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NDDC MD accuses National Assembly members of demanding N6.4billion for fake contracts

The Acting Managing Director of the Niger Delta Development Commission,

NDDC, Professor Kemebradikumo Pondei, has accused the committees of the

National Assembly responsible for the oversight the Commission of

working against the forensic audit ordered by President Muhammadu

Buhari.

Addressing a press conference at the NDDC headquarters in Port Harcourt

Tuesday, Professor Pondei said that the probe being embarked on by the

National Assembly was distracting the Commission from focusing on the

forensic audit which all stakeholders, including governors of the nine

Niger Delta States, agreed with Mr President as the way forward for the

Commission.

He declared: “We suspect that the probe being trumpeted by the National

Assembly is not for altruistic reason but an attempt by some members to

arm twist the Interim Management Committee.”

Pondei justified the claim, stating: “We have faced so much pressure

from some members of the National Assembly not to send certain files to

forensic auditors. We fear that this will compromise the integrity of

the exercise and have refused to do their bidding.

“We have also faced pressure from some members of the National Assembly

to pay for 132 jobs which have no proof of execution. We have refused to

pay out N6.4 billion for those jobs. We believe that an IMC set up as a

cleansing structure cannot become part of the old story of rot.”

The NDDC Chief Executive Officer observed that since the IMC came to

make NDDC better and had a limited mandate till December, it had

summoned the courage its predecessors did not have to tell Nigerians the

truth.

He lamented: “50 per cent of NDDC’s inability to deliver on its mandate

is as a result of the stranglehold of the National Assembly on the

Commission.

“The National Assembly delays passage of the Commission’s budget until

it is too late for it to be implemented. The 2019 was passed two months

to the end of its implementation period. In fact, the hard copy was

received by the Commission on April 10, 2020 when the implementation

period ends on May 31. Given the procurement rules, it is not enough

time to call for tender and execution of the jobs. The statutory period

for advertising tenders is six weeks.

“Two, the budgets are bastardised by National Assembly in a way that

renders it useless. A case will suffice. In the 2019 budget, we had a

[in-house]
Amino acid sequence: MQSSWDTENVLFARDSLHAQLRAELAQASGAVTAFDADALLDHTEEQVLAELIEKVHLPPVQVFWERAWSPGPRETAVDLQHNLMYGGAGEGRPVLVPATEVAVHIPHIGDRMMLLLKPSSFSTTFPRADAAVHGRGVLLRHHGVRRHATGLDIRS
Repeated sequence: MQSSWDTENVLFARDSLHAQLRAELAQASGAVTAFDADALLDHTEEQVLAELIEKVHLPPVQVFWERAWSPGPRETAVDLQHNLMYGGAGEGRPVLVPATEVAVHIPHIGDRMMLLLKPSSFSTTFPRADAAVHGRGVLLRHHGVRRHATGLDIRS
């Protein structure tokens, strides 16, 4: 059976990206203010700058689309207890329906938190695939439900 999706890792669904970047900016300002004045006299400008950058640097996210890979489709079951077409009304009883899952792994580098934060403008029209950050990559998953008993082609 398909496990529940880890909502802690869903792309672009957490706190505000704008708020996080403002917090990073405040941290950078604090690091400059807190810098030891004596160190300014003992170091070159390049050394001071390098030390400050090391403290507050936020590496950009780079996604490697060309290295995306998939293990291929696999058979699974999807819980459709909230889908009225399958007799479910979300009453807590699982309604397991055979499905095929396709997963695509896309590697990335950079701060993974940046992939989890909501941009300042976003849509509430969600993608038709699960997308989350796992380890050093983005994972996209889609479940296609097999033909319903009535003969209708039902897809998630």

provision of N1.32 billion to pay our counterpart funding to the

International Fund for Agricultural Development, IFAD, for the $129.7m

Livelihood Improvement Family Enterprises Programme in the Niger Delta

(LIFE-ND). The National Assembly cut the provision to N100 million. Are

we going to IFAD, a UN agency, to tell them to bring their $129.7m when

our National Assembly says we can only pay N100m out of N1.32 billion

obligation?

“Three, the National Assembly members insert items we had no plans for.

These items are then forced on the Commission when it is not part of the

master plan. Rather than be a major intervention agency, the Commission

is busy erecting street lights and drainages, something local

governments should do.”

Pondei explained that at the time the expanded IMC took over on February

20, 2020, the 2019 and 2020 budget of the NDDC had already been

transmitted to the National Assembly, noting that the 2019 budget was

laid before the two chambers and it was approved.

He said, however, that the problem was in harmonization of the budget

which was to follow the approval. “For that to be done, we were told to

pay for some contracts. That was relayed to us through the Chairman of

the House of Representatives Committee on NDDC. We waited for the

meeting but it did not take place because we had not paid. On March 17,

2020 we managed to pay some and on March 19, 2020 we paid the others.

That was when approval was transmitted to us on March 20, 2020,” Pondei

said.

He added: “We understand that this had been the regular practice over

the years. You have to accede to the requests of the National Assembly

or you don’t have a budget. It was the lack of budget in 2016 and 2017

that led the past administrations in NDDC to device what is now called

the emergency projects. That was the only way they could get some

projects to be executed until it has now become a very big burden.”

Pondei stressed that until the NDDC returned to the drawing board to

work out a budgetary process that was transparent and free from the

stranglehold of the committees of the National Assembly, the problems of

the Commission would persist.

He stated: “Even if you bring somebody from outer space, if you don’t

remove the bottlenecks, the problems with the NDDC budget will persist.

I can come here with a vision to put water in every community but you

approve a budget without provision for water. How then can I contribute

to changing the Niger Delta?

“Those who are clamouring for the change of members of the IMC miss the

point. Without addressing the flaws of the system, changing people will

take us nowhere. The problem is not who is running the place now, it is

the underlying processes that are rotten and need to be sorted out.”

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